Skip to main content

Report: Russian judge denies parole for Pussy Riot member

By Greg Botelho, CNN
April 27, 2013 -- Updated 1413 GMT (2213 HKT)
Pussy Riot performing in a Russian cathedral.
Pussy Riot performing in a Russian cathedral.
STORY HIGHLIGHTS
  • Nadezhda Tolokonnikova, one of 3 arrested Pussy Riot members, had asked for parole
  • State news: A judge denies it, saying she broke prison rules and hasn't expressed regret
  • Pussy Riot staged a performance protesting Russia's leaders in 2012 in a Moscow church
  • Activists have decried the arrest and conviction of the punk band's members

(CNN) -- A member of the Russian punk band Pussy Riot -- convicted last summer after a protest performance inside a Moscow cathedral -- had her parole bid rejected Friday when a judge said she'd broken prison rules and never expressed regret, state news reported.

Nadezhda Tolokonnikova's lawyer argued that she should be freed because she has a small child, hadn't had conflicts with other inmates and would have a job once she was freed, reported RAPSI, an official news agency focused on legal matters.

But the judge in Mordovia, in central Russia, sided with prosecutors and took into account Tolokonnikova's behavior at a penal colony in Perm, about 1,000 kilometers (700 miles) east of Moscow.

"She had not always observed the rules of conduct," the judge ruled according to another state news agency, RIA Novosti. "She has two disciplinary penalties not yet removed from her record."

Irina Khrunova, Tolokonnikova's lawyer, told state news that her client will appeal Friday's ruling.

Tolokonnikova and another band member, Maria Alyokhina, both in their 20s, were sentenced in August for performing a song critical of President Vladimir Putin in one of the Russian Orthodox Church's most important cathedrals.

Yekaterina Samutsevich, a third member of the band, was sentenced at the same time. But she was freed from prison last October.

Footage of the brief but provocative protest action in February 2012 attracted worldwide attention after it was posted online.

It showed the band members, their faces shrouded by balaclavas, screaming "Mother Mary, please drive Putin away" inside Christ Savior Cathedral, outraging many of the Russia church's faithful

The three women, who were arrested shortly after the act, were all convicted of hooliganism. Two other members of the all-female group have fled Russia.

Human rights activists and celebrities alike rallied around Pussy Riot -- and railed at Russian authorities for going after women who, they said, were expressing their political views -- following the band members' arrest.

Amnesty International and Human Rights Watch, for example, both issued reports earlier this year sharply criticizing Russia's record on freedom of expression. The heavy clampdown on government critics and activists, the groups said, has increased since Vladimir Putin returned to the presidency -- which happened a few months after the Pussy Riot protest act.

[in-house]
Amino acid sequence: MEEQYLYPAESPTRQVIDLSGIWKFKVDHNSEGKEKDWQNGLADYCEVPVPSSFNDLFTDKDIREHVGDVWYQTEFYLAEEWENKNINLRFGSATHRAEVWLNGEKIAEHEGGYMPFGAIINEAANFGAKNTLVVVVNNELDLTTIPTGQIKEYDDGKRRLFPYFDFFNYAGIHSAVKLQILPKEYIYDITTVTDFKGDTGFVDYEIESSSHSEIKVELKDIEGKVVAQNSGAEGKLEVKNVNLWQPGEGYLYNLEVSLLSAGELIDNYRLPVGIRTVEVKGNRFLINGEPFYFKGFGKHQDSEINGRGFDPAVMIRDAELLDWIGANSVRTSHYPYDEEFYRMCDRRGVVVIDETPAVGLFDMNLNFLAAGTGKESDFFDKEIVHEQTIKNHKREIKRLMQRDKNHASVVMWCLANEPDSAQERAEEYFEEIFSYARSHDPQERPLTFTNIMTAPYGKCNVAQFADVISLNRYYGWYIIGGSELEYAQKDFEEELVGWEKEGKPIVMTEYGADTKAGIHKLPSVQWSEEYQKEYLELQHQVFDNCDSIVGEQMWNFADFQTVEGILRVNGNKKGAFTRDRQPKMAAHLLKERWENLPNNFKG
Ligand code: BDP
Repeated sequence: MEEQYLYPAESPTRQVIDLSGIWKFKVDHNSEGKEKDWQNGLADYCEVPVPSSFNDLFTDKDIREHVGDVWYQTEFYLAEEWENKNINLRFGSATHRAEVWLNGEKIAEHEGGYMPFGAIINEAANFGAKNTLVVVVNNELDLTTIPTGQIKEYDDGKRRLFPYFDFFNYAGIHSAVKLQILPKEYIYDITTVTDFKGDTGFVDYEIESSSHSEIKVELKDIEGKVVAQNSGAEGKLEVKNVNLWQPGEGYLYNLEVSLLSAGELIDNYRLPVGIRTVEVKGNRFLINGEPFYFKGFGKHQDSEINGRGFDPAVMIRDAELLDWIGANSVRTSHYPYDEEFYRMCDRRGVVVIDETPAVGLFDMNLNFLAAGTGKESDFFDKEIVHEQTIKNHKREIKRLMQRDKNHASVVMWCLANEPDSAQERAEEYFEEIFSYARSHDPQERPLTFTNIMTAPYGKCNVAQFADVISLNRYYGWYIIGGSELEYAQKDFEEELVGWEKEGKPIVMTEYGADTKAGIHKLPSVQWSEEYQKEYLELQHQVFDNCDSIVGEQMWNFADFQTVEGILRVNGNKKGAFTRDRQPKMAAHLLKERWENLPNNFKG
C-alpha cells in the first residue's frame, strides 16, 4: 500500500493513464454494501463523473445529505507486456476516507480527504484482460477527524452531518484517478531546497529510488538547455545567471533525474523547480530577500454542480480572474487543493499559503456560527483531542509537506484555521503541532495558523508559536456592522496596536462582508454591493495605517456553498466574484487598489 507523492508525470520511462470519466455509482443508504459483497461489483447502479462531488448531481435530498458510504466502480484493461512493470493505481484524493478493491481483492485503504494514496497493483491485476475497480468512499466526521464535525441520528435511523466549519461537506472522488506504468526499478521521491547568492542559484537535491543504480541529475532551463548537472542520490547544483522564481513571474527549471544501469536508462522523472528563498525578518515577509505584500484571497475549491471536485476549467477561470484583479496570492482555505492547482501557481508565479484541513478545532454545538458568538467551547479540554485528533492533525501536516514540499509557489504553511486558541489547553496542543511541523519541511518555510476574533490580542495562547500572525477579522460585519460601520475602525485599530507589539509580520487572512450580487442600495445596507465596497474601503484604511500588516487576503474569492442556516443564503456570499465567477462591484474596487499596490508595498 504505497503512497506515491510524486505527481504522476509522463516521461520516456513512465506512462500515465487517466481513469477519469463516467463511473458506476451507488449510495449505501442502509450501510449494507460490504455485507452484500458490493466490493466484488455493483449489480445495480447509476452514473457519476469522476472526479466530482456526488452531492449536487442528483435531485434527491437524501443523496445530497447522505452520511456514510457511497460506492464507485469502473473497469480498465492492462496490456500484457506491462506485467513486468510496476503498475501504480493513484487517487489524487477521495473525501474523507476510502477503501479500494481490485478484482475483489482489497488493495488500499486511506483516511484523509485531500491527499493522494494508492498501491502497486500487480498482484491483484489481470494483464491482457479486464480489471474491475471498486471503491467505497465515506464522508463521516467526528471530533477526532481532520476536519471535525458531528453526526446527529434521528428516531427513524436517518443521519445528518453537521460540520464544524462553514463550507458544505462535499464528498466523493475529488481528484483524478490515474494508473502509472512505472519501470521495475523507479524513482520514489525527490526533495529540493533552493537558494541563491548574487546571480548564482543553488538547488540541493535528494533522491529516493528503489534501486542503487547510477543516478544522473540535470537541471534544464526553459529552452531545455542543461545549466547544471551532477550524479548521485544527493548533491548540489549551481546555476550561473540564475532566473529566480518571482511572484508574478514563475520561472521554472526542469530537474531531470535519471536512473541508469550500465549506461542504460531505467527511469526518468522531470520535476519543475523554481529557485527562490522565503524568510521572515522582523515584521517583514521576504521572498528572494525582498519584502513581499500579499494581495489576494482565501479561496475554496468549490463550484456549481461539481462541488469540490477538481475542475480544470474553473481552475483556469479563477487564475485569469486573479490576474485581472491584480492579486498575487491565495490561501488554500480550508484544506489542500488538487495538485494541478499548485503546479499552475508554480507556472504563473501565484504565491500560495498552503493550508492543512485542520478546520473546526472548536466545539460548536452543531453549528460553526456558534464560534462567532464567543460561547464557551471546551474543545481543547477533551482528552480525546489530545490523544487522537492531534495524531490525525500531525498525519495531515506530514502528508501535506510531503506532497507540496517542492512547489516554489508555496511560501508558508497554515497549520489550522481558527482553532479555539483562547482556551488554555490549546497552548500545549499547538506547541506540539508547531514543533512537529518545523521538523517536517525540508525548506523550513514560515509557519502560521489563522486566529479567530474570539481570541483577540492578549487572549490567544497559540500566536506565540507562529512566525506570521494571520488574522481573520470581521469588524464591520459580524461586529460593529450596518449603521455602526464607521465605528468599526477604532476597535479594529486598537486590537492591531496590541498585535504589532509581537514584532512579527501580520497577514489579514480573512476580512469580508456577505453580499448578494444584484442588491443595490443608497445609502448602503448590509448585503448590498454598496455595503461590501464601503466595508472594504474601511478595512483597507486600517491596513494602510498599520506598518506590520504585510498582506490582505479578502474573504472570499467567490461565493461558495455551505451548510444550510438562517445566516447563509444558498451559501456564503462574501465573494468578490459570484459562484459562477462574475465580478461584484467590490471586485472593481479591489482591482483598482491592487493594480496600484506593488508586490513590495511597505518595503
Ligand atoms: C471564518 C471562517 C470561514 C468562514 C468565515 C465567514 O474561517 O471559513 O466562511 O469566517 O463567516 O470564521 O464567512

Putin subsequently denied his government employs "Stalinist elements" -- which he equated to a "personality cult and mass violation of law, reprisals, prison camps."

"But that doesn't mean we should have no discipline, no law and order -- and all people in Russia should be equal before the law."

That includes the women in Pussy Riot, Putin said.

"No one puts anyone in prison for political reasons, for their political views. They get punished for violating the law. Everybody should observe the law."

CNN's Joseph Netto contributed to this report.

ADVERTISEMENT
Part of complete coverage on
September 19, 2014 -- Updated 1049 GMT (1849 HKT)
British PM David Cameron has had the narrowest of political escapes.
September 19, 2014 -- Updated 0106 GMT (0906 HKT)
British journalist John Cantlie hadn't been seen in nearly two years. Now, he's the latest hostage to be paraded out by ISIS.
The burial leader. The hospital gatekeeper. The disease detective. All telling powerful, stories from West Africa.
September 18, 2014 -- Updated 2303 GMT (0703 HKT)
Alibaba's IPO is unlike anything investors have ever seen and could threaten other online retailers. Maggie Lake reports.
September 19, 2014 -- Updated 1226 GMT (2026 HKT)
Indian PM Narendra Modi has said al Qaeda will fail if it seeks to spread its terror network into his country.
September 18, 2014 -- Updated 1201 GMT (2001 HKT)
Put yourself in the shoes (and sixth-century black robes) of ISIS' Abu Bakr al-Baghdadi, the mysterious boss of the terror group.
September 19, 2014 -- Updated 1140 GMT (1940 HKT)
 Tennis Player Li Na attends the WTA Pre-Wimbledon Party as guests enjoy Ciroc Vodka presented by Dubai Duty Free at Kensington Roof Gardens on June 19, 2014 in London,
Asia's first grand slam singles champion Li Na has called time on her 15-year tennis career.
Jenson Button has some of quickest reactions ever shown at an advanced sports lab.
September 19, 2014 -- Updated 1124 GMT (1924 HKT)
Creative companies with quirky ideas find new lending models advantageous.
September 18, 2014 -- Updated 1409 GMT (2209 HKT)
Even death couldn't part two skeletons excavated from a lost chapel in an English county, found with their fingers entwined.
September 19, 2014 -- Updated 1007 GMT (1807 HKT)
Each day, CNN brings you an image capturing a moment to remember, defining the present in our changing world.
Browse through images from CNN teams around the world that you don't always see on news reports.
ADVERTISEMENT